I’m so excited! This is my fourth “HUGE Potato Harvest” post, and this year was my best harvest so far. But before we look at this year’s potatoes, a bit of history:

2010 – The First Year
I mixed half old potting soil with half finished compost in two growbags, and had the following measly harvest:
potatoes_2010.jpg

2011 – Year Two
I used half old and half new potting soil in the same grow bags. The plants seemed much happier all summer, and I was excited about getting a better harvest. Here were the startling (sigh) results:
potatoes_2011.jpg

2012 – Year Three
I started off with a layer of old potting soil mixed with a bit of compost and slow release fertilizer. I planted Colorado Rose, a regular size reddish potato. As the plants grew, instead of mounding with more of that same mixture, I added straw layers, covering up all but a few inches of the plants. I learned this technique from the fabulous book Organic Gardener’s Companion: Growing Vegetables in the West by Jane Shellenberger. (Truly this is a fabulous book. If you are a Colorado vegetable gardener and you do not have it, put it on your holiday wish list!)

I didn’t see any flowers on the plants. Truly, I was prepared for another harvest of tiny little things like the first year’s. Imagine my surprise when I reached in and pulled out some of the top-most straw layer and grabbed a full size potato! So…larger potatoes, but fewer of them. Here was the harvest:
potatoes_2012.jpg

This Year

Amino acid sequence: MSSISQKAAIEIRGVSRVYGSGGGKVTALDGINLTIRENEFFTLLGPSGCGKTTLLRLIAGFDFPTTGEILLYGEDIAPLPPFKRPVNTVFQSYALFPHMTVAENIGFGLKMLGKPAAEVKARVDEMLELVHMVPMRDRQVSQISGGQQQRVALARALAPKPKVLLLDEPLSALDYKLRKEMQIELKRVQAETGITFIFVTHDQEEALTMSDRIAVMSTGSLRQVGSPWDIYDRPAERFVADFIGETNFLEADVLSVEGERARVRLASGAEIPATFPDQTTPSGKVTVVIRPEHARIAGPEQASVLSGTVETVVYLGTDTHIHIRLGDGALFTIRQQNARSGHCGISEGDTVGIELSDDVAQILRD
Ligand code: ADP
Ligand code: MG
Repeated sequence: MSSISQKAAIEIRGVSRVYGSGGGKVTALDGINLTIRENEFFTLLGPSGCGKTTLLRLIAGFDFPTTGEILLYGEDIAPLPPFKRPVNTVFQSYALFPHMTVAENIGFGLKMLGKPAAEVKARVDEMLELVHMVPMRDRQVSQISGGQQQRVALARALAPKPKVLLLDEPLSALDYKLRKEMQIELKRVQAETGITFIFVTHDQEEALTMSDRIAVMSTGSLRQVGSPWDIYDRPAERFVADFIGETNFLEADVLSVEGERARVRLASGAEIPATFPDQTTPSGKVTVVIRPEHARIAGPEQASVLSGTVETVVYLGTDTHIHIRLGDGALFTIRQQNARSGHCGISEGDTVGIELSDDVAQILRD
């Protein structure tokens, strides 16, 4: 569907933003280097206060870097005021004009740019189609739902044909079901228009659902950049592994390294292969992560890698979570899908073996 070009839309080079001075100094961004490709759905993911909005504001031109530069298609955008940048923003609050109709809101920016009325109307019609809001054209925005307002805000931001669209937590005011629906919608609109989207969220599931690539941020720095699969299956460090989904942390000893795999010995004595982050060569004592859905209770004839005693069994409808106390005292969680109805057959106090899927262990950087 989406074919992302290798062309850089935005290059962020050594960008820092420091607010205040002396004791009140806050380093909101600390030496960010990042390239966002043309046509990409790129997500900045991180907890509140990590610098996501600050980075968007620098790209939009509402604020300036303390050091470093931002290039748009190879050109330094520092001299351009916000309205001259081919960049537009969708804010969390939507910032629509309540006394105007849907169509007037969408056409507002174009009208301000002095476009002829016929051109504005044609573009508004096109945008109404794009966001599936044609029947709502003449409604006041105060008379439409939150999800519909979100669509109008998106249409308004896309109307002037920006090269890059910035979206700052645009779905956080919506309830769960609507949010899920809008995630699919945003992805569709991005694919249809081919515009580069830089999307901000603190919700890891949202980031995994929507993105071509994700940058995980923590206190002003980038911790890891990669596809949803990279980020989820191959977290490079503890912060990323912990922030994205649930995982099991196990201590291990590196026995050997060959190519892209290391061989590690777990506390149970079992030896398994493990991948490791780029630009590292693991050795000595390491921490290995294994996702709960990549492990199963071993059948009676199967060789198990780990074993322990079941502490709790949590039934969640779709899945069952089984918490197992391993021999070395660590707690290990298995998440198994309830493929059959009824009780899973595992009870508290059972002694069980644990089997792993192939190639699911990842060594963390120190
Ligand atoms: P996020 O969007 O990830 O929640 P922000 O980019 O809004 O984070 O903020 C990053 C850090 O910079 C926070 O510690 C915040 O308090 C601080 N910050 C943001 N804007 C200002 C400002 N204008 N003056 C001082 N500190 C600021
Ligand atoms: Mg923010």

Once again, I used a layer of old potting soil mixed with a bit of compost and granular fish fertilizer. I planted a blue (or purple) potato that I cannot remember the name of! I discovered it was a very long season potato after I got the seed potatoes home. I planted late in April and mounded straw over the growing plants, just like last year. This year there were GORGEOUS light purple flowers:
potato flower.jpg

I was really feeling optimistic about my potatoes given how terrific the plants looked by late summer. I’d heard of gardeners “stealing” early potatoes by digging into the top or side of a mound, so I stuck my hand into the top several inches of straw……nothing. My optimism wavered a bit. But my favorite thing about growing potatoes is that I truly never know what I’m going to find until the end of the season.

So last weekend, I got up my courage, spread a sheet out on the driveway and dumped the bags over (I actually waited until my husband was busy just in case the harvest was a complete bust…. I wanted to grieve privately first). But I immediately saw large, full size purple potatoes! (I then stopped and waited for my husband to join me.) The purple color is so dark that it can be easy to miss the potatoes, making the dig through the potting soil a bit more of an adventure. Interestingly, all of the potatoes were in the soil layer and none were in the straw. So maybe next year I’ll go back to adding more soil as the plants grow early in the season, rather than straw.

Okay, okay, I’ve stalled long enough. Here they are – this year’s potatoes!
potatoes_2013.jpg

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